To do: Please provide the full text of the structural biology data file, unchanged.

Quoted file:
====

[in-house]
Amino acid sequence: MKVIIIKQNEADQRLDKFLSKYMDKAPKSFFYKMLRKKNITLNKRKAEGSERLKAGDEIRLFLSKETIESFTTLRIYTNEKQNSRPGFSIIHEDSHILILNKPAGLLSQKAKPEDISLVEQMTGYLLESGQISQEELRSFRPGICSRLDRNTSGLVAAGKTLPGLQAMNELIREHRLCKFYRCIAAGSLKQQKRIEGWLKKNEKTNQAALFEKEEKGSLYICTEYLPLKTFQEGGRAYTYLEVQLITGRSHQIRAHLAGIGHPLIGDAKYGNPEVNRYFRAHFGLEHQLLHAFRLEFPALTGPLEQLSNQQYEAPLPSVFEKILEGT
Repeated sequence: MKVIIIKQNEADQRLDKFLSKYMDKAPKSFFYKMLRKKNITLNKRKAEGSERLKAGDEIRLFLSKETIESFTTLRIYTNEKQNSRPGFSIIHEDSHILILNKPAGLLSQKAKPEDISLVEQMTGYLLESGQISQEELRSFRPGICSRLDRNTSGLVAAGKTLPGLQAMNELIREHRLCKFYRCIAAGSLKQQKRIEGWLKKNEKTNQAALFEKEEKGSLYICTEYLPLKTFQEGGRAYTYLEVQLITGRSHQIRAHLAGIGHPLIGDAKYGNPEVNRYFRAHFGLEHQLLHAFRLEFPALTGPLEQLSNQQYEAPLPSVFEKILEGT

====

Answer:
[in-house]
Amino acid sequence: MKVIIIKQNEADQRLDKFLSKYMDKAPKSFFYKMLRKKNITLNKRKAEGSERLKAGDEIRLFLSKETIESFTTLRIYTNEKQNSRPGFSIIHEDSHILILNKPAGLLSQKAKPEDISLVEQMTGYLLESGQISQEELRSFRPGICSRLDRNTSGLVAAGKTLPGLQAMNELIREHRLCKFYRCIAAGSLKQQKRIEGWLKKNEKTNQAALFEKEEKGSLYICTEYLPLKTFQEGGRAYTYLEVQLITGRSHQIRAHLAGIGHPLIGDAKYGNPEVNRYFRAHFGLEHQLLHAFRLEFPALTGPLEQLSNQQYEAPLPSVFEKILEGT
Repeated sequence: MKVIIIKQNEADQRLDKFLSKYMDKAPKSFFYKMLRKKNITLNKRKAEGSERLKAGDEIRLFLSKETIESFTTLRIYTNEKQNSRPGFSIIHEDSHILILNKPAGLLSQKAKPEDISLVEQMTGYLLESGQISQEELRSFRPGICSRLDRNTSGLVAAGKTLPGLQAMNELIREHRLCKFYRCIAAGSLKQQKRIEGWLKKNEKTNQAALFEKEEKGSLYICTEYLPLKTFQEGGRAYTYLEVQLITGRSHQIRAHLAGIGHPLIGDAKYGNPEVNRYFRAHFGLEHQLLHAFRLEFPALTGPLEQLSNQQYEAPLPSVFEKILEGT